In vitro combination of forodesine with fludarabine, bendamustine, and rituximab in primary CLL cells. (A) CI for forodesine 2 μM and dGuo 10 to 20 μM, with fludarabine (3.75 and 7.5 μM) or bendamustine (10 and 25 μM) in primary cells from 28 patients with CLL. Cell death was determined at 48 hours by annexin V binding as described in “Methods.” The black horizontal line represents the threshold between synergism (CI < 1) and antagonism (CI > 1). (B) Primary cells from 15 patients with CLL were treated with forodesine 2 μM and dGuo 10 or 20 μM, rituximab (25 and 50 μg/mL), or the combination of rituximab and forodesine for 24 hours. Percentage of cell viability (with respect to control) of 3 different patients with CLL and the mean of cell viability observed in 15 patients with CLL are shown. (C) CI for forodesine 2 μM and dGuo 10 or 20 μM with rituximab (25 and 50 μg/mL) or mafosfamide (1 and 2 μg/mL) in primary cells from 12 patients with CLL incubated for 24 hours. The black horizontal line represents the threshold between synergism (CI < 1) and antagonism (CI > 1). (D) Primary cells from patients with CLL were treated with forodesine 2 μM and dGuo 20 μM, mafosfamide (1 and 2 μg/mL), or the combination of forodesine and mafosfamide for 24 hours. Percentage of cell viability (with respect to control) of 3 representative patients with CLL and the mean of cell viability observed in 10 patients with CLL are shown.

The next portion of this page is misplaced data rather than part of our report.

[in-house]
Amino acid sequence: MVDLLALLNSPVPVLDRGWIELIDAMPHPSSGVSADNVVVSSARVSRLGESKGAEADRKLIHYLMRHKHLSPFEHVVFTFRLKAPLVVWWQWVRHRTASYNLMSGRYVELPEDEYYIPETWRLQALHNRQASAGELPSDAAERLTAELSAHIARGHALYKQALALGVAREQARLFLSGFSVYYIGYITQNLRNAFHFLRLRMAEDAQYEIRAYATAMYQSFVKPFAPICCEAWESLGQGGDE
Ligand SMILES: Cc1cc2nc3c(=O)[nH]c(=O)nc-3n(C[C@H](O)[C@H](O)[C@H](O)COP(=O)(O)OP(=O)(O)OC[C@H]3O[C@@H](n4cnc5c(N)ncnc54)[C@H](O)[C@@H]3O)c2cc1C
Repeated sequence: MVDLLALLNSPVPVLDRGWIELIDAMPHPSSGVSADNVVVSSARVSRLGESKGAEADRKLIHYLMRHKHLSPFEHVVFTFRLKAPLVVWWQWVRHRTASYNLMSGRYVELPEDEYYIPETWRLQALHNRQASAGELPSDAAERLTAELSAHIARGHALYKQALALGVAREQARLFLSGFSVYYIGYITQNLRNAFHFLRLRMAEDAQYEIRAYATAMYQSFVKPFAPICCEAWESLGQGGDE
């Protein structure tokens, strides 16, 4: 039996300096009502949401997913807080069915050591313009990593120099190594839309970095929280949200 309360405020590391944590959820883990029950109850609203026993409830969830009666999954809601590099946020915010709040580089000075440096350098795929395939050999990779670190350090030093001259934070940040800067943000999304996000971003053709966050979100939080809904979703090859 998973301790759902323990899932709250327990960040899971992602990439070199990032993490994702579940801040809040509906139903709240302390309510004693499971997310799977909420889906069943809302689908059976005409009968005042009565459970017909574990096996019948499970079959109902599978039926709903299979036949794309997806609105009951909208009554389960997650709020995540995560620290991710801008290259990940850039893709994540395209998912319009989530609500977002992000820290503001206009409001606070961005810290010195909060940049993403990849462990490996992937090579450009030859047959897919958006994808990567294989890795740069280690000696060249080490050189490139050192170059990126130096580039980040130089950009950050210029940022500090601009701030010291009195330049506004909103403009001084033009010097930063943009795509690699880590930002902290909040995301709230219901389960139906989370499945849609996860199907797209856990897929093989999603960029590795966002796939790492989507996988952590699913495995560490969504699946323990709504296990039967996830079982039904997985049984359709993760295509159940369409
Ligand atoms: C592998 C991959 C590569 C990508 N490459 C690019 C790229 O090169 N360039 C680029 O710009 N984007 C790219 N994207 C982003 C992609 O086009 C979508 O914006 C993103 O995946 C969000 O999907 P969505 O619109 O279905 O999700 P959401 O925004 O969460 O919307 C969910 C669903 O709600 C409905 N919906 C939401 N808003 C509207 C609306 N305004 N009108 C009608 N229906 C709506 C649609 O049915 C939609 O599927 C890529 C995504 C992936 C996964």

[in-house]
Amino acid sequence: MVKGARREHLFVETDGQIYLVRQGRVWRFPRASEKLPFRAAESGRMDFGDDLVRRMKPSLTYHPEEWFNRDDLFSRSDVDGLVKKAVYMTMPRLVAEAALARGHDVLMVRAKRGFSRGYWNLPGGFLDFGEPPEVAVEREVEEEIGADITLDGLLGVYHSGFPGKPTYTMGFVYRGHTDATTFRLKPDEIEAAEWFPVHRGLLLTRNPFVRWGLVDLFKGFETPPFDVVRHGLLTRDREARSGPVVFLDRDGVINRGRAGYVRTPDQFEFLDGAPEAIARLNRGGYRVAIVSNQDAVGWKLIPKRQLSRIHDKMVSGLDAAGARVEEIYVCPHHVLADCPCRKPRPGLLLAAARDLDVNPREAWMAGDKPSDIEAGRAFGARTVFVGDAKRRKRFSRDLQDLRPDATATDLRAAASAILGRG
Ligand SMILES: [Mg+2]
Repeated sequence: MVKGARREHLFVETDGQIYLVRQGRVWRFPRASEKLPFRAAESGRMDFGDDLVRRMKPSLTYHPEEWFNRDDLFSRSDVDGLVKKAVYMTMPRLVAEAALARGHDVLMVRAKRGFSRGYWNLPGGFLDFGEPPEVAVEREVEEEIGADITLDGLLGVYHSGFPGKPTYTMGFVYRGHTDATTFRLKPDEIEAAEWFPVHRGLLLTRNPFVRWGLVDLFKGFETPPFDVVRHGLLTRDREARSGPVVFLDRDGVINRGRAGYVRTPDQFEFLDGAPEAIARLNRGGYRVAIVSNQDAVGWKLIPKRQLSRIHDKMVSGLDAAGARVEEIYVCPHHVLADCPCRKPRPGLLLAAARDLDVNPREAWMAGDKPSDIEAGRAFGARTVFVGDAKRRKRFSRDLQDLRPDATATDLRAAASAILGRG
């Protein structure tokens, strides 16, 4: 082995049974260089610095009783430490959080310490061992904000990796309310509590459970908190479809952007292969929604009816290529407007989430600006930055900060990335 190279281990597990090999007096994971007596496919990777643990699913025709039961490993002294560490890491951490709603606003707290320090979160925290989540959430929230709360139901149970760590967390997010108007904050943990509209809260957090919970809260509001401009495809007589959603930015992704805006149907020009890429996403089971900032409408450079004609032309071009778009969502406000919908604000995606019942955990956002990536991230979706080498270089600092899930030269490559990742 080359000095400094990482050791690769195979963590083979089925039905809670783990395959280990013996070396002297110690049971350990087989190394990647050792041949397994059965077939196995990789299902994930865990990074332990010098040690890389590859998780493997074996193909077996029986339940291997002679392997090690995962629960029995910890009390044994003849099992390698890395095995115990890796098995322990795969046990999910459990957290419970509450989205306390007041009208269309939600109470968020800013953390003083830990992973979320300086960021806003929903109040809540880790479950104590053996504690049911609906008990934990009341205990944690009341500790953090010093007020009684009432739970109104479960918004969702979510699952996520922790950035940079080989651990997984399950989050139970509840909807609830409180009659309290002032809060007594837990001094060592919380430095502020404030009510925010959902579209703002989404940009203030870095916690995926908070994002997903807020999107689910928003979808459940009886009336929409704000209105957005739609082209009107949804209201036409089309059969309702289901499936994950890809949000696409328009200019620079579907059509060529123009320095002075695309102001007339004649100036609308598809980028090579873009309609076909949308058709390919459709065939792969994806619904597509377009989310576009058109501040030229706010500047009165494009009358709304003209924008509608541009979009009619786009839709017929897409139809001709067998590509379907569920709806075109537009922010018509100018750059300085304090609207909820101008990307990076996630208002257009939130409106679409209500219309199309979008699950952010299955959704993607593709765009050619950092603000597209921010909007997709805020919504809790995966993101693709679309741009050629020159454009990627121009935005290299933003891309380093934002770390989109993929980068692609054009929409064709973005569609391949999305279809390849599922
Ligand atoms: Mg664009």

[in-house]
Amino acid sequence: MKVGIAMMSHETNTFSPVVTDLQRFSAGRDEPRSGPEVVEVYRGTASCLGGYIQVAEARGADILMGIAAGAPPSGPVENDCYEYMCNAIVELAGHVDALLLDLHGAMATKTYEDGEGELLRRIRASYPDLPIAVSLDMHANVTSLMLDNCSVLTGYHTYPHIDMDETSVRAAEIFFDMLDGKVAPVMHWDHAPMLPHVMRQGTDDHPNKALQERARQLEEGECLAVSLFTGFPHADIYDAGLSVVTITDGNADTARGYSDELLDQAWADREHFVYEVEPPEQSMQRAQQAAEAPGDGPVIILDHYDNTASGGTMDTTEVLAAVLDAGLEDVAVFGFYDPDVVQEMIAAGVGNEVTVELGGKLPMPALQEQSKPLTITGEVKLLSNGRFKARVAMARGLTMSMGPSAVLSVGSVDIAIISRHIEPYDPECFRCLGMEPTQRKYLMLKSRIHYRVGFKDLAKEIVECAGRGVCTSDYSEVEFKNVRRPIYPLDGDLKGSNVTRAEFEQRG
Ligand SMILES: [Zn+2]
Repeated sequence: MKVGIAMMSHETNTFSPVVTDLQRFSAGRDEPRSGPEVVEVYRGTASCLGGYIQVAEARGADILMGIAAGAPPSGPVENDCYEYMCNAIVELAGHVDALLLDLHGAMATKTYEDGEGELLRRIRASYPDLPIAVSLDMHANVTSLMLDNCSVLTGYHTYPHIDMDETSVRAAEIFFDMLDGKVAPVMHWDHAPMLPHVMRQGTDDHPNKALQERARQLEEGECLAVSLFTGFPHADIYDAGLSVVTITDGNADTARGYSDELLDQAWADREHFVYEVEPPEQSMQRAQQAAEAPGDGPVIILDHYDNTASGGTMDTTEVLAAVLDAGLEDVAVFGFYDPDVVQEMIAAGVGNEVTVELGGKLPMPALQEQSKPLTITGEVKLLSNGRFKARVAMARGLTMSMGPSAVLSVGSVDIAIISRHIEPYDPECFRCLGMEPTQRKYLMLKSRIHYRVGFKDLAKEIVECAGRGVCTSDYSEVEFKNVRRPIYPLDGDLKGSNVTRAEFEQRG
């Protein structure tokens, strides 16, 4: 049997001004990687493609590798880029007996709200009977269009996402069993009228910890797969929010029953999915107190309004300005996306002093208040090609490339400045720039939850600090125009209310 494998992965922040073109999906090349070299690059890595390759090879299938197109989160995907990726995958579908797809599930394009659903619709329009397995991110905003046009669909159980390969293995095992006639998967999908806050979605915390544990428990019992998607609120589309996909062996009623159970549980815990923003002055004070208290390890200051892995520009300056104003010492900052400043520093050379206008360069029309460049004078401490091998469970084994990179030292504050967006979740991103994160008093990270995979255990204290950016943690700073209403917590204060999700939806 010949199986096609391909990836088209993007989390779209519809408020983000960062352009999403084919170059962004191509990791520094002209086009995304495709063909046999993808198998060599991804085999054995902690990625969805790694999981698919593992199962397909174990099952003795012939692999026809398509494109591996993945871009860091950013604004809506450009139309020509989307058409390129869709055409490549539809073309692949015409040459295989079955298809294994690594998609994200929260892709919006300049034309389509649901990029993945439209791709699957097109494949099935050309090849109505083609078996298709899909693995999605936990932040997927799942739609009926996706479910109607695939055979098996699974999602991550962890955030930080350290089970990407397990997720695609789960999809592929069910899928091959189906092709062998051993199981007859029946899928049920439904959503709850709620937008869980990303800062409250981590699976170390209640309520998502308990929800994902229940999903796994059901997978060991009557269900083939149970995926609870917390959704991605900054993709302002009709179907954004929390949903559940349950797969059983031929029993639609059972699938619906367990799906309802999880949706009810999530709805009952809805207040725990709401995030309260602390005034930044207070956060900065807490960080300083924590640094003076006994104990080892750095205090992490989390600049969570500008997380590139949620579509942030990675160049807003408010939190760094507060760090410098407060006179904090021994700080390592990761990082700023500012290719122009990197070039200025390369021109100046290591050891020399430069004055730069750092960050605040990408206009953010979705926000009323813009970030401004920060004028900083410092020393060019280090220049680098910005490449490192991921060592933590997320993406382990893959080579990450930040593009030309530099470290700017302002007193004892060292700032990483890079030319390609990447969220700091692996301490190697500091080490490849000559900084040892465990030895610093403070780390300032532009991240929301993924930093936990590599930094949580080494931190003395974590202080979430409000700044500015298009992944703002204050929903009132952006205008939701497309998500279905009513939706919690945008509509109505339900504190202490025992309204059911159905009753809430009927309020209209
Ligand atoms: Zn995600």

We also analyzed the combination of forodesine and the monoclonal antibody anti-CD20 rituximab. At 24 hours, the cell death observed with rituximab (25-50 μg/mL) as a single agent was low, and the combination of rituximab 25 μg/mL with forodesine 2 μM and dGuo 10 μM clearly enhanced the cytotoxic effect of both drugs individually (Figure 2B; P < .001), achieving CI values close to 0.5, indicating a highly synergistic effect (Figure 2C gray dots). Finally, we also analyzed the effect of forodesine in combination with the alkylating agent mafosfamide, the active form of cyclophosphamide in vitro (Figure 2D). An additive effect was found between both drugs, with a mean CI of 0.91 (Figure 2C black crosses).

Correlation of increase in intracellular dGTP levels and dCK phosphorylation at Ser-74 with forodesine-induced cell death